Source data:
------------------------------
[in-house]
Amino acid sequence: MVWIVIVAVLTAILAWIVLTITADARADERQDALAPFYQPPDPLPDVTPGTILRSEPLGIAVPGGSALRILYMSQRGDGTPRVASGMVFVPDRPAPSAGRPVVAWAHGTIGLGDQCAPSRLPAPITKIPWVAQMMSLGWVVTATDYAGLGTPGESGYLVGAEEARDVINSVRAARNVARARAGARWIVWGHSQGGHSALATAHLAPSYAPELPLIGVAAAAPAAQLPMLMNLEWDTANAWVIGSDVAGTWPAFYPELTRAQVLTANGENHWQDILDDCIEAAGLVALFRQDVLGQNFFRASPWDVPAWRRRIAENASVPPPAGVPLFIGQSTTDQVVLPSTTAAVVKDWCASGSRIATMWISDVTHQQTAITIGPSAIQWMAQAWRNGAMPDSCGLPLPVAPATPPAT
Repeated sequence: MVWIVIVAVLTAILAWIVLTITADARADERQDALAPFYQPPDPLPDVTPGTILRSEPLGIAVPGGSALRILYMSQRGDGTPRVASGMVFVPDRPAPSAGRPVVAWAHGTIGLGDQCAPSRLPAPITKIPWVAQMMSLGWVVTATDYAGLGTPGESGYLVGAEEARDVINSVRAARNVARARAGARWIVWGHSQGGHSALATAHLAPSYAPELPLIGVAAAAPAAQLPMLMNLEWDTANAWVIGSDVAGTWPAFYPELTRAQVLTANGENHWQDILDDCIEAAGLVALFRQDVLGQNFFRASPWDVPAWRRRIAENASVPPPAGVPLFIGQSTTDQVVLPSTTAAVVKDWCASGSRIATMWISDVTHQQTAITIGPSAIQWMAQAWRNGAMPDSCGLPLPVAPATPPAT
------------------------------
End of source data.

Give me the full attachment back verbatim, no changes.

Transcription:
[in-house]
Amino acid sequence: MVWIVIVAVLTAILAWIVLTITADARADERQDALAPFYQPPDPLPDVTPGTILRSEPLGIAVPGGSALRILYMSQRGDGTPRVASGMVFVPDRPAPSAGRPVVAWAHGTIGLGDQCAPSRLPAPITKIPWVAQMMSLGWVVTATDYAGLGTPGESGYLVGAEEARDVINSVRAARNVARARAGARWIVWGHSQGGHSALATAHLAPSYAPELPLIGVAAAAPAAQLPMLMNLEWDTANAWVIGSDVAGTWPAFYPELTRAQVLTANGENHWQDILDDCIEAAGLVALFRQDVLGQNFFRASPWDVPAWRRRIAENASVPPPAGVPLFIGQSTTDQVVLPSTTAAVVKDWCASGSRIATMWISDVTHQQTAITIGPSAIQWMAQAWRNGAMPDSCGLPLPVAPATPPAT
Repeated sequence: MVWIVIVAVLTAILAWIVLTITADARADERQDALAPFYQPPDPLPDVTPGTILRSEPLGIAVPGGSALRILYMSQRGDGTPRVASGMVFVPDRPAPSAGRPVVAWAHGTIGLGDQCAPSRLPAPITKIPWVAQMMSLGWVVTATDYAGLGTPGESGYLVGAEEARDVINSVRAARNVARARAGARWIVWGHSQGGHSALATAHLAPSYAPELPLIGVAAAAPAAQLPMLMNLEWDTANAWVIGSDVAGTWPAFYPELTRAQVLTANGENHWQDILDDCIEAAGLVALFRQDVLGQNFFRASPWDVPAWRRRIAENASVPPPAGVPLFIGQSTTDQVVLPSTTAAVVKDWCASGSRIATMWISDVTHQQTAITIGPSAIQWMAQAWRNGAMPDSCGLPLPVAPATPPAT